To heighten my already bitter resentment towards the series, the animation is terrible, too. Most noticeably, the lip flaps don't synch up with the Japanese dialogue at all. It doesn't even try. Characters' lips will start yammering before anything is even spoken, and often keep jabbering away long after something has been said. I don't expect perfection with my shows, but surely, there is a quality control station somewhere in the studio where some bright-eyed intern notices these phantom lip flaps. Sadly, I couldn't convince myself to check if that were the case in the dub, after hearing someone use the line, “Ruffian though he may be.”

Look, kids. I know being a teenager can be tough sometimes. Maybe you don't get to sit with the popular kids at lunch, or maybe that cute girl in your US history class doesn't know your name. But there are two unconstructive ways to solve this problem, and that's destroying doors and gates, and watching trash like Kiba. If you need to escape from your problems, consider alternative activities, like constructing a meticulous model of 1607 Jamestown from cherry pits. But don't watch Kiba, because you'll just end up feeling even sorrier for yourself.[TOP]

Even though gloom was lurking over me like a storm cloud after Kiba, I cheered up considerably after watching Vandread. It's a thinpak re-release of a previously released show, but for those looking for an action-oriented series that would be described generically as “a madcap adventure,” it's a good time. My only disappointment was that the Benny Hill theme song wasn't playing over some of the scenes (though its native soundtrack is just as cheesy). But still, it's got enough elements to keep someone's attention for several episodes in a row, and a heavy dose of gratuitous fanservice for those who need that extra pep.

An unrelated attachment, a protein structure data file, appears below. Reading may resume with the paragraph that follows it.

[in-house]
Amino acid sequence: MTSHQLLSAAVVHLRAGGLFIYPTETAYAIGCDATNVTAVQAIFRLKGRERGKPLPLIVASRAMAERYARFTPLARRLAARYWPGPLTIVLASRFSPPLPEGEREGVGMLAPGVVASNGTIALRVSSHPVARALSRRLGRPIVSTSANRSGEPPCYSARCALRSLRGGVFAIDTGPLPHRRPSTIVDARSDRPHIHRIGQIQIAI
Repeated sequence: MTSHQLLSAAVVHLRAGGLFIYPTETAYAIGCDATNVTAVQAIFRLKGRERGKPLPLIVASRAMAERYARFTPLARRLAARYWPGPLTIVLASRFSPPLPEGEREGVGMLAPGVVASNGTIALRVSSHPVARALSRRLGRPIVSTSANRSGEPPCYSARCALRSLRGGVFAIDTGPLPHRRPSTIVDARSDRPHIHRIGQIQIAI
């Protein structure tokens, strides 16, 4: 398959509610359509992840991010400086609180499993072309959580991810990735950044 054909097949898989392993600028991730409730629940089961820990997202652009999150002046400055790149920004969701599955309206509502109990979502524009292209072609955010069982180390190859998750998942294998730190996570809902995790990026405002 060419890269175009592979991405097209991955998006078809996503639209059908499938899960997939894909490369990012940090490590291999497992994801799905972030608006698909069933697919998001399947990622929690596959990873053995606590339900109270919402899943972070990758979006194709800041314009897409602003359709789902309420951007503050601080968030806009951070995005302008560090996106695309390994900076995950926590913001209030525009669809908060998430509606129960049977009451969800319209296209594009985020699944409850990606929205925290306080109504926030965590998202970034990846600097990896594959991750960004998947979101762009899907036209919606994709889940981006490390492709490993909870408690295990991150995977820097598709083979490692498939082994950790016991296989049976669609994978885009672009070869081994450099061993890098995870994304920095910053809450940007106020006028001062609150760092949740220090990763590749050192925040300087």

The battle of the sexes is a tried and true algorithm for generating instant conflict and humor, but Vandread takes it one step further. In the distant future, women and men are now living in separate planetary colonies, and are sworn enemies. Propaganda films show women as vile creatures who eat the innards of men, so inevitably, generations of men are raised to wage battle against those fearful, menstruating creatures. During one of those clashes, though, the unexpected happens. An even greater enemy attacks the once-male-commanded-but-now-usurped-by-women battleship. The two sides must now shelves their differences, and learn how to work together to battle this greater threat. Cute.

Although that part of the story isn't a new concept, the events in later parts of the series (two seasons in total) will likely take viewers by surprise. The origin of the enemy and their motivations, as well as what they actually do, provide a horrifying twist to the somewhat comedic series and give the last season a lot of momentum to barrel to the finish line. As cynical as I am about anime storylines, even I was taken aback by what our band of heroes discovered about the enemy, and it managed to hold my curiosity long enough to marathon the entire series.